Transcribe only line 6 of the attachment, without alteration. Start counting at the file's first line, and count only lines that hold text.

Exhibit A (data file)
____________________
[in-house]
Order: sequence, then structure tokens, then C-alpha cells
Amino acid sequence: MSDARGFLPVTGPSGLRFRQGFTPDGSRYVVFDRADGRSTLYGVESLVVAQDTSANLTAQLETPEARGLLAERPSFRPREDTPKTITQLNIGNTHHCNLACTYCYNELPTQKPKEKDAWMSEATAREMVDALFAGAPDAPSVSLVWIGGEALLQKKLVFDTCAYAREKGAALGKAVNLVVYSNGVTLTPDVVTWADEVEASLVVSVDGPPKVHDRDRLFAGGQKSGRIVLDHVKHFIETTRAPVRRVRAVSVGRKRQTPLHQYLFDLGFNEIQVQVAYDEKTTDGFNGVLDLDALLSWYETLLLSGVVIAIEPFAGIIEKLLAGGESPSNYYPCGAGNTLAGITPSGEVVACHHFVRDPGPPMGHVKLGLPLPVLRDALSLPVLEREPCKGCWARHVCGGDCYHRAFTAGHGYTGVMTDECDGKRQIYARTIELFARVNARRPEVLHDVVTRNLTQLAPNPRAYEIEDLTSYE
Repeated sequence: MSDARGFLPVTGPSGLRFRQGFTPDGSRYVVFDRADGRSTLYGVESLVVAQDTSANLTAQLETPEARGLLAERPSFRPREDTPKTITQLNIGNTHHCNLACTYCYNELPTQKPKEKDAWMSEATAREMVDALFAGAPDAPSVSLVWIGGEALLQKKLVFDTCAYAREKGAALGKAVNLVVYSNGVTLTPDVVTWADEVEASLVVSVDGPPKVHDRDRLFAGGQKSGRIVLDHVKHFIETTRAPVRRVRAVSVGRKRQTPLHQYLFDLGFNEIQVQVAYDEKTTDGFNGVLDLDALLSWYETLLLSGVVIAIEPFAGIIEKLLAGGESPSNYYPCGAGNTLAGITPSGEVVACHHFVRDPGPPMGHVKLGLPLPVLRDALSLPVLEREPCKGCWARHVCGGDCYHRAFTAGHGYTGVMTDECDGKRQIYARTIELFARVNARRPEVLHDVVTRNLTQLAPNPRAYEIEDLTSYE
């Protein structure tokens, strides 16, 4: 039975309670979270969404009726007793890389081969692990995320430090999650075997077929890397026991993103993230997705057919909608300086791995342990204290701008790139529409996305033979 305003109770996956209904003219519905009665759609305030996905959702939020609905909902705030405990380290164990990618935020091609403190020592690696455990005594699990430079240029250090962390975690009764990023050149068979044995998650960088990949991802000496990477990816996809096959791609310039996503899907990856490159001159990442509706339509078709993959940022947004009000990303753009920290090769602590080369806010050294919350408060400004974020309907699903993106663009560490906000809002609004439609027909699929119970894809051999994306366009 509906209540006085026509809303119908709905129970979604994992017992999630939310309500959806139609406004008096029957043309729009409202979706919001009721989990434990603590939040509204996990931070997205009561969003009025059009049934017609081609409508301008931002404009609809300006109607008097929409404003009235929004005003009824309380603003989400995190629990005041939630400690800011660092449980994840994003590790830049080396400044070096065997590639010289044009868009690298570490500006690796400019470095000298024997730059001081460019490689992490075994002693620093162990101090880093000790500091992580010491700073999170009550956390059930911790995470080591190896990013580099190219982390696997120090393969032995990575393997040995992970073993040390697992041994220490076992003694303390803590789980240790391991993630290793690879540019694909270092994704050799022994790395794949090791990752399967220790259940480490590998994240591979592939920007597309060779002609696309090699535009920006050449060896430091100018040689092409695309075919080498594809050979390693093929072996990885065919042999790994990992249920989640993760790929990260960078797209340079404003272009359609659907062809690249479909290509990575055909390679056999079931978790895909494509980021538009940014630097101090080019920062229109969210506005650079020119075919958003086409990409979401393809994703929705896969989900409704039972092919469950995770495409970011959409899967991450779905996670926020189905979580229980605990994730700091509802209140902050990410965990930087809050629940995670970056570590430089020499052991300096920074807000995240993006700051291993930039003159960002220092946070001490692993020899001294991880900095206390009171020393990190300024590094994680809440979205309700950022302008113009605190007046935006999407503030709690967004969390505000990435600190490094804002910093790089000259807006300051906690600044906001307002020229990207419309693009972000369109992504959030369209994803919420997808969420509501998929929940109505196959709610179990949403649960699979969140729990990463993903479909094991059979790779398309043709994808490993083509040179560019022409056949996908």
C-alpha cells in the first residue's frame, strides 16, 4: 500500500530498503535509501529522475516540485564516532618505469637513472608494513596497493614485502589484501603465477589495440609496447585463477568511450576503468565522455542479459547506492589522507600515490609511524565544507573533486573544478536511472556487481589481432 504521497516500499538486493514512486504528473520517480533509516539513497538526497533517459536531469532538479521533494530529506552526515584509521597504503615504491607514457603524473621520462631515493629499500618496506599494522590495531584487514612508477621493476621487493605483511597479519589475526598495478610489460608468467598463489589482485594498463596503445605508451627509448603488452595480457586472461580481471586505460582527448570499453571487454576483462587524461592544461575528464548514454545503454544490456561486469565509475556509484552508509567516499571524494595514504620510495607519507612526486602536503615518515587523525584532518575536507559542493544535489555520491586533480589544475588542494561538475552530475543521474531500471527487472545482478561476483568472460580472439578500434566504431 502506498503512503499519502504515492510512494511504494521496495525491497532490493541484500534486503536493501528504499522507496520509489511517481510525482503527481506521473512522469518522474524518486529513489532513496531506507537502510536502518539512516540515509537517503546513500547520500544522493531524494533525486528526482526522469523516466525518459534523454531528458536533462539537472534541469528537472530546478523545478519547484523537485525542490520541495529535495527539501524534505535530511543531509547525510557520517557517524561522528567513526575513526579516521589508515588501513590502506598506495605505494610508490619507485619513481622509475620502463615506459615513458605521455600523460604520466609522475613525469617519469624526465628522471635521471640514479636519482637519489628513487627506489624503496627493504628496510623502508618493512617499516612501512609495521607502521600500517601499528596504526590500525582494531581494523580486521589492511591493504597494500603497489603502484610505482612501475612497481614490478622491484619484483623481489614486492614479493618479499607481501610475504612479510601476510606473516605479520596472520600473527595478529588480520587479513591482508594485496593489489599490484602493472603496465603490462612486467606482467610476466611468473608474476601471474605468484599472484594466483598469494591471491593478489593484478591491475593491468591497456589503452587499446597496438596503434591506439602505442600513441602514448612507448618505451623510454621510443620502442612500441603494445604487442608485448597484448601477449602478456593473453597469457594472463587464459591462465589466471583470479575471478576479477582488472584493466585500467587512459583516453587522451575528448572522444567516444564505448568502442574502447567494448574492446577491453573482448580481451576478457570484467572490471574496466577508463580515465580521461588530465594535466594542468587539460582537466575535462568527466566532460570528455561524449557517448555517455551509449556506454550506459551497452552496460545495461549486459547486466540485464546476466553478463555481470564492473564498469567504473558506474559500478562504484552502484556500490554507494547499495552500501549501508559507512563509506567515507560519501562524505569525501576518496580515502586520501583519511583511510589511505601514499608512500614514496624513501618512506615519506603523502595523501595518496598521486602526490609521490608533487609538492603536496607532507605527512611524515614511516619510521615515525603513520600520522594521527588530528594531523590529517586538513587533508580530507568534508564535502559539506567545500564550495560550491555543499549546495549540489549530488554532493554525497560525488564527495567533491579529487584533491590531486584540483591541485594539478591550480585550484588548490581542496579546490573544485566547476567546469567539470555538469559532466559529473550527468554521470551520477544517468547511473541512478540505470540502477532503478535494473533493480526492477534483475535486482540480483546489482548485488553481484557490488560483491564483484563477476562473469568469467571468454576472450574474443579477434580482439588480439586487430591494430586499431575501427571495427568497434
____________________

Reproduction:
C-alpha cells in the first residue's frame, strides 16, 4: 500500500530498503535509501529522475516540485564516532618505469637513472608494513596497493614485502589484501603465477589495440609496447585463477568511450576503468565522455542479459547506492589522507600515490609511524565544507573533486573544478536511472556487481589481432 504521497516500499538486493514512486504528473520517480533509516539513497538526497533517459536531469532538479521533494530529506552526515584509521597504503615504491607514457603524473621520462631515493629499500618496506599494522590495531584487514612508477621493476621487493605483511597479519589475526598495478610489460608468467598463489589482485594498463596503445605508451627509448603488452595480457586472461580481471586505460582527448570499453571487454576483462587524461592544461575528464548514454545503454544490456561486469565509475556509484552508509567516499571524494595514504620510495607519507612526486602536503615518515587523525584532518575536507559542493544535489555520491586533480589544475588542494561538475552530475543521474531500471527487472545482478561476483568472460580472439578500434566504431 502506498503512503499519502504515492510512494511504494521496495525491497532490493541484500534486503536493501528504499522507496520509489511517481510525482503527481506521473512522469518522474524518486529513489532513496531506507537502510536502518539512516540515509537517503546513500547520500544522493531524494533525486528526482526522469523516466525518459534523454531528458536533462539537472534541469528537472530546478523545478519547484523537485525542490520541495529535495527539501524534505535530511543531509547525510557520517557517524561522528567513526575513526579516521589508515588501513590502506598506495605505494610508490619507485619513481622509475620502463615506459615513458605521455600523460604520466609522475613525469617519469624526465628522471635521471640514479636519482637519489628513487627506489624503496627493504628496510623502508618493512617499516612501512609495521607502521600500517601499528596504526590500525582494531581494523580486521589492511591493504597494500603497489603502484610505482612501475612497481614490478622491484619484483623481489614486492614479493618479499607481501610475504612479510601476510606473516605479520596472520600473527595478529588480520587479513591482508594485496593489489599490484602493472603496465603490462612486467606482467610476466611468473608474476601471474605468484599472484594466483598469494591471491593478489593484478591491475593491468591497456589503452587499446597496438596503434591506439602505442600513441602514448612507448618505451623510454621510443620502442612500441603494445604487442608485448597484448601477449602478456593473453597469457594472463587464459591462465589466471583470479575471478576479477582488472584493466585500467587512459583516453587522451575528448572522444567516444564505448568502442574502447567494448574492446577491453573482448580481451576478457570484467572490471574496466577508463580515465580521461588530465594535466594542468587539460582537466575535462568527466566532460570528455561524449557517448555517455551509449556506454550506459551497452552496460545495461549486459547486466540485464546476466553478463555481470564492473564498469567504473558506474559500478562504484552502484556500490554507494547499495552500501549501508559507512563509506567515507560519501562524505569525501576518496580515502586520501583519511583511510589511505601514499608512500614514496624513501618512506615519506603523502595523501595518496598521486602526490609521490608533487609538492603536496607532507605527512611524515614511516619510521615515525603513520600520522594521527588530528594531523590529517586538513587533508580530507568534508564535502559539506567545500564550495560550491555543499549546495549540489549530488554532493554525497560525488564527495567533491579529487584533491590531486584540483591541485594539478591550480585550484588548490581542496579546490573544485566547476567546469567539470555538469559532466559529473550527468554521470551520477544517468547511473541512478540505470540502477532503478535494473533493480526492477534483475535486482540480483546489482548485488553481484557490488560483491564483484563477476562473469568469467571468454576472450574474443579477434580482439588480439586487430591494430586499431575501427571495427568497434